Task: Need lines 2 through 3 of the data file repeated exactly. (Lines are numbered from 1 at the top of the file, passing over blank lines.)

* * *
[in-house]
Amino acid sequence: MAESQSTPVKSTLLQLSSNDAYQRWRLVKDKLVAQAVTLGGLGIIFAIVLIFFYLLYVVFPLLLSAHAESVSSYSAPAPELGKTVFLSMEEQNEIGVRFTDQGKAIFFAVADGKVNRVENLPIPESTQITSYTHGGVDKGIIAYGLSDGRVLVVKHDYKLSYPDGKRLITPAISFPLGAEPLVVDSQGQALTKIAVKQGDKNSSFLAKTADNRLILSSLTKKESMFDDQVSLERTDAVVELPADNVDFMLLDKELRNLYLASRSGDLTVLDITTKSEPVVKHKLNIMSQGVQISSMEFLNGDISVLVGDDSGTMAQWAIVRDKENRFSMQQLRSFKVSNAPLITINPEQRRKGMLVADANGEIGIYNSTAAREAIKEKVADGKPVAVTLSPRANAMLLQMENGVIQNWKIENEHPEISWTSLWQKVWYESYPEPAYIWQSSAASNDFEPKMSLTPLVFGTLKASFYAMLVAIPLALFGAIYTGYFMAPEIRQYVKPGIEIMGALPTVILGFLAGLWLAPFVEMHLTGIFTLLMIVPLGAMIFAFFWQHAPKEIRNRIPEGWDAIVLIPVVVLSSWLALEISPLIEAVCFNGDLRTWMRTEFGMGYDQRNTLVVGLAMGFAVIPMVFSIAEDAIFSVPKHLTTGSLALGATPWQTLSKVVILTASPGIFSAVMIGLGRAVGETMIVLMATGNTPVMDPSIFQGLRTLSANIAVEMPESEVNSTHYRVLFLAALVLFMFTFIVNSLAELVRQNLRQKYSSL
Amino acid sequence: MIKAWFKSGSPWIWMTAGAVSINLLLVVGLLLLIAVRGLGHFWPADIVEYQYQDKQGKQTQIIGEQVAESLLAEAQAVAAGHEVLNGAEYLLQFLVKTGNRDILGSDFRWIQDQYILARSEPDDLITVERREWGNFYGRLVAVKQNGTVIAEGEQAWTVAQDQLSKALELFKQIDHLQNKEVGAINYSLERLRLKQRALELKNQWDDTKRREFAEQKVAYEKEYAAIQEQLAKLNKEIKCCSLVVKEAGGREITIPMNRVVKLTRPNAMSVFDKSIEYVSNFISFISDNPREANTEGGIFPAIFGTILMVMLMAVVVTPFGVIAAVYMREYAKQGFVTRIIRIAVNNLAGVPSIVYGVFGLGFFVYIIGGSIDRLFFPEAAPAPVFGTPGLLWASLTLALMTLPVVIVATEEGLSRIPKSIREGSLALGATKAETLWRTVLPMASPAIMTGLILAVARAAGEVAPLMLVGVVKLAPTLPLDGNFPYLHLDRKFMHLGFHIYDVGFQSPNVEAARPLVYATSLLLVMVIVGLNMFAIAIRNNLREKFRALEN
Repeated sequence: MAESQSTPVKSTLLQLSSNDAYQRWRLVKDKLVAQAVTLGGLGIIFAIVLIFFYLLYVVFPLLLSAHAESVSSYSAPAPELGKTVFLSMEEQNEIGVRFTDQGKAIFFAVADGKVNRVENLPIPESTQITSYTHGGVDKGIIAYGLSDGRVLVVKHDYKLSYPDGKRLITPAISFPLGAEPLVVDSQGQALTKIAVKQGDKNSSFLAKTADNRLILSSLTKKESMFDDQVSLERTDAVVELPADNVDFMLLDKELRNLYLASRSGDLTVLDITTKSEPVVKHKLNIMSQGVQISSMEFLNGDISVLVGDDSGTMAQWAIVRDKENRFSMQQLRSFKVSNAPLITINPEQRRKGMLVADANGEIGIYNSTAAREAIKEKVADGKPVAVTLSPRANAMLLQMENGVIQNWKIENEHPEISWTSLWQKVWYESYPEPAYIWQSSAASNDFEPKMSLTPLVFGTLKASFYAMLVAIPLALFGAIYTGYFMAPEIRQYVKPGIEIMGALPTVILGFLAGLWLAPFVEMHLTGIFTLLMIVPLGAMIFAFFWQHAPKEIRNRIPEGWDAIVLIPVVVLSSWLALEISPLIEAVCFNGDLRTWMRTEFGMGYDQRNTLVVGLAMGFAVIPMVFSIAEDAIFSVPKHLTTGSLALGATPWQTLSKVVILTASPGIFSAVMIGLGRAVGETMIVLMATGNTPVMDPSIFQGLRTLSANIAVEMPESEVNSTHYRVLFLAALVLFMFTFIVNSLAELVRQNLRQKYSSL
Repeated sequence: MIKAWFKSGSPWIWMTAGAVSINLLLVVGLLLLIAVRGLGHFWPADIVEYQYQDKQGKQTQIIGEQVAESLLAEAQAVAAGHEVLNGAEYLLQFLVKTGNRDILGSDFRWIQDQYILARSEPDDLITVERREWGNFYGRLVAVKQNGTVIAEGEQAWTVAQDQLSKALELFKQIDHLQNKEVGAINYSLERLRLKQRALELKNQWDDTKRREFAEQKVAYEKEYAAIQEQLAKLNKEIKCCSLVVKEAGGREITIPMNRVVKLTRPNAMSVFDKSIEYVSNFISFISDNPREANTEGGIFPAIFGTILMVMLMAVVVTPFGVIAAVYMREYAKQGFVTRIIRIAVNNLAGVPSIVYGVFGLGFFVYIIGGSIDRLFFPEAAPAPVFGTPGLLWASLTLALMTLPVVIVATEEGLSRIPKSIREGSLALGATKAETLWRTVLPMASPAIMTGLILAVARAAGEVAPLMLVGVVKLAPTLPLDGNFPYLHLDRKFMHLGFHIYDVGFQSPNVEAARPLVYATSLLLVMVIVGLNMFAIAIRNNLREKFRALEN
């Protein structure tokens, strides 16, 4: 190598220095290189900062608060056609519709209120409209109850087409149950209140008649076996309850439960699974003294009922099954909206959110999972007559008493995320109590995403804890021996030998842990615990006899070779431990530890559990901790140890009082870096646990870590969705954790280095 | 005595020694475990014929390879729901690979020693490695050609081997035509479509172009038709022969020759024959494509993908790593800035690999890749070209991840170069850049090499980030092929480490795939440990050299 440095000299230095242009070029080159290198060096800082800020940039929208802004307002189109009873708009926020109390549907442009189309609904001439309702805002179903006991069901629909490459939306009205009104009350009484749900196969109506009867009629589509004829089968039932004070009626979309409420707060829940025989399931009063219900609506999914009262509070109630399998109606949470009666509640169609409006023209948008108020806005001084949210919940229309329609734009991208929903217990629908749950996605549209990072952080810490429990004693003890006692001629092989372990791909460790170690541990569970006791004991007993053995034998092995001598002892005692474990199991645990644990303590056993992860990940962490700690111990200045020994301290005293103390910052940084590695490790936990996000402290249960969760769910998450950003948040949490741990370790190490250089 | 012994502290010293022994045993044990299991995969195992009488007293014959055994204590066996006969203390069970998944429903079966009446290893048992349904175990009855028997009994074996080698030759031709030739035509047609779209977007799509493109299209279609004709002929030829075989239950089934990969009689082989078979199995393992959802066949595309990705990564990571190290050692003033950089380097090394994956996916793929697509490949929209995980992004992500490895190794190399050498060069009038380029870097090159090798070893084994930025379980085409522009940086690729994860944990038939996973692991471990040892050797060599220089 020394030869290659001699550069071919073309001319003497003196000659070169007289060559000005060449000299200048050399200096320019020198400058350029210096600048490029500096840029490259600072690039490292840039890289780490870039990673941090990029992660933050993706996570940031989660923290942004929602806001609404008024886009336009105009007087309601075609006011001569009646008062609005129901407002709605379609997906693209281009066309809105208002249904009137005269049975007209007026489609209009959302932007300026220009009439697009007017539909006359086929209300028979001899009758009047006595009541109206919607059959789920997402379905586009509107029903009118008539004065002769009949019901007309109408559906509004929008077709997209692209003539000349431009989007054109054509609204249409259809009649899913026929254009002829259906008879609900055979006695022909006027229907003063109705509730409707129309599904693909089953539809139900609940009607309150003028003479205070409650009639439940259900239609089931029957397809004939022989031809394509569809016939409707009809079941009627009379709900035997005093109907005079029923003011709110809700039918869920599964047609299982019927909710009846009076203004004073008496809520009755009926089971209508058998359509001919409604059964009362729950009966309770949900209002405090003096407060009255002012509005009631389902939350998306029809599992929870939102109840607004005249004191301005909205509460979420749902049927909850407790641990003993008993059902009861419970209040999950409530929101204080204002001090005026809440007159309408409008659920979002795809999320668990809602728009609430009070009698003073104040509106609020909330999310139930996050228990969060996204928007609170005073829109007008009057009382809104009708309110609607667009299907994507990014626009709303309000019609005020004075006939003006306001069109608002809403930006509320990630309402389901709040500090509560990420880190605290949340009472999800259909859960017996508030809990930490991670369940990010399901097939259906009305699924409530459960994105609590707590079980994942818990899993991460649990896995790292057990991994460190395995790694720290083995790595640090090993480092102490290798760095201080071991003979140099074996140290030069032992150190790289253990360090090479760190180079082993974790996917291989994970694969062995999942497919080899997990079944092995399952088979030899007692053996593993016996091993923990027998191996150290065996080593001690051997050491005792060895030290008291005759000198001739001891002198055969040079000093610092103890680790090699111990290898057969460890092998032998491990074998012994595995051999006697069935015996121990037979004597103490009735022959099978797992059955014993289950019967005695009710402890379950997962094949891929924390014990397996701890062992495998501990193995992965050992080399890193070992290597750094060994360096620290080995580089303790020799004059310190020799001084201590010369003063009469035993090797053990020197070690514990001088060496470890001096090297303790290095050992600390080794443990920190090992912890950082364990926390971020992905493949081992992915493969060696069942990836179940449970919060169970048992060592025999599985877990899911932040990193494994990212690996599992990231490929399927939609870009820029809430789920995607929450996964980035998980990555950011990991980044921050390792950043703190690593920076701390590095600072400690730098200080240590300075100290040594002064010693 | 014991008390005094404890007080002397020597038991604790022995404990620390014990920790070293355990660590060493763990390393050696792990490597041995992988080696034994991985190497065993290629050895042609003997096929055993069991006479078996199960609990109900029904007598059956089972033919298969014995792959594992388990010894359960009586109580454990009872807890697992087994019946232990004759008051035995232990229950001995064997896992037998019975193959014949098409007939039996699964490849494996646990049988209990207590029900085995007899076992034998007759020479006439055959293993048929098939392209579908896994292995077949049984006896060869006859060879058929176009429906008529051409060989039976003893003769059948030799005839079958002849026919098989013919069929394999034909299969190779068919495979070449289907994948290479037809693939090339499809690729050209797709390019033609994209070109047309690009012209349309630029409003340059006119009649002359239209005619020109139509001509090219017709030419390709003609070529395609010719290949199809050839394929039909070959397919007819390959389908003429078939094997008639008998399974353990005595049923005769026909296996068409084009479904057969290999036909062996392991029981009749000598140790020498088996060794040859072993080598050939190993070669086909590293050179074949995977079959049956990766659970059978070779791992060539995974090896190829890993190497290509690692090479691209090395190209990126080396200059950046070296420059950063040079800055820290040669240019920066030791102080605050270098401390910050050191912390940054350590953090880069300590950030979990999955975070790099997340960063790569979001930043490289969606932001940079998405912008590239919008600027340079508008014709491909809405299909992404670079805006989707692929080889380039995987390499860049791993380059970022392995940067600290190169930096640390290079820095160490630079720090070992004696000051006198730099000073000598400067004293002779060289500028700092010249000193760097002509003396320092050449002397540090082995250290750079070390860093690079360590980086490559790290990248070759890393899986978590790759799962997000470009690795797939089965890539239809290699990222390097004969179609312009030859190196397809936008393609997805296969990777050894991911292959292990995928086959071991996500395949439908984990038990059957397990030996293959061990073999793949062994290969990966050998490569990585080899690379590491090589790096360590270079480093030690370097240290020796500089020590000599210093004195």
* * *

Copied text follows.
Amino acid sequence: MAESQSTPVKSTLLQLSSNDAYQRWRLVKDKLVAQAVTLGGLGIIFAIVLIFFYLLYVVFPLLLSAHAESVSSYSAPAPELGKTVFLSMEEQNEIGVRFTDQGKAIFFAVADGKVNRVENLPIPESTQITSYTHGGVDKGIIAYGLSDGRVLVVKHDYKLSYPDGKRLITPAISFPLGAEPLVVDSQGQALTKIAVKQGDKNSSFLAKTADNRLILSSLTKKESMFDDQVSLERTDAVVELPADNVDFMLLDKELRNLYLASRSGDLTVLDITTKSEPVVKHKLNIMSQGVQISSMEFLNGDISVLVGDDSGTMAQWAIVRDKENRFSMQQLRSFKVSNAPLITINPEQRRKGMLVADANGEIGIYNSTAAREAIKEKVADGKPVAVTLSPRANAMLLQMENGVIQNWKIENEHPEISWTSLWQKVWYESYPEPAYIWQSSAASNDFEPKMSLTPLVFGTLKASFYAMLVAIPLALFGAIYTGYFMAPEIRQYVKPGIEIMGALPTVILGFLAGLWLAPFVEMHLTGIFTLLMIVPLGAMIFAFFWQHAPKEIRNRIPEGWDAIVLIPVVVLSSWLALEISPLIEAVCFNGDLRTWMRTEFGMGYDQRNTLVVGLAMGFAVIPMVFSIAEDAIFSVPKHLTTGSLALGATPWQTLSKVVILTASPGIFSAVMIGLGRAVGETMIVLMATGNTPVMDPSIFQGLRTLSANIAVEMPESEVNSTHYRVLFLAALVLFMFTFIVNSLAELVRQNLRQKYSSL
Amino acid sequence: MIKAWFKSGSPWIWMTAGAVSINLLLVVGLLLLIAVRGLGHFWPADIVEYQYQDKQGKQTQIIGEQVAESLLAEAQAVAAGHEVLNGAEYLLQFLVKTGNRDILGSDFRWIQDQYILARSEPDDLITVERREWGNFYGRLVAVKQNGTVIAEGEQAWTVAQDQLSKALELFKQIDHLQNKEVGAINYSLERLRLKQRALELKNQWDDTKRREFAEQKVAYEKEYAAIQEQLAKLNKEIKCCSLVVKEAGGREITIPMNRVVKLTRPNAMSVFDKSIEYVSNFISFISDNPREANTEGGIFPAIFGTILMVMLMAVVVTPFGVIAAVYMREYAKQGFVTRIIRIAVNNLAGVPSIVYGVFGLGFFVYIIGGSIDRLFFPEAAPAPVFGTPGLLWASLTLALMTLPVVIVATEEGLSRIPKSIREGSLALGATKAETLWRTVLPMASPAIMTGLILAVARAAGEVAPLMLVGVVKLAPTLPLDGNFPYLHLDRKFMHLGFHIYDVGFQSPNVEAARPLVYATSLLLVMVIVGLNMFAIAIRNNLREKFRALEN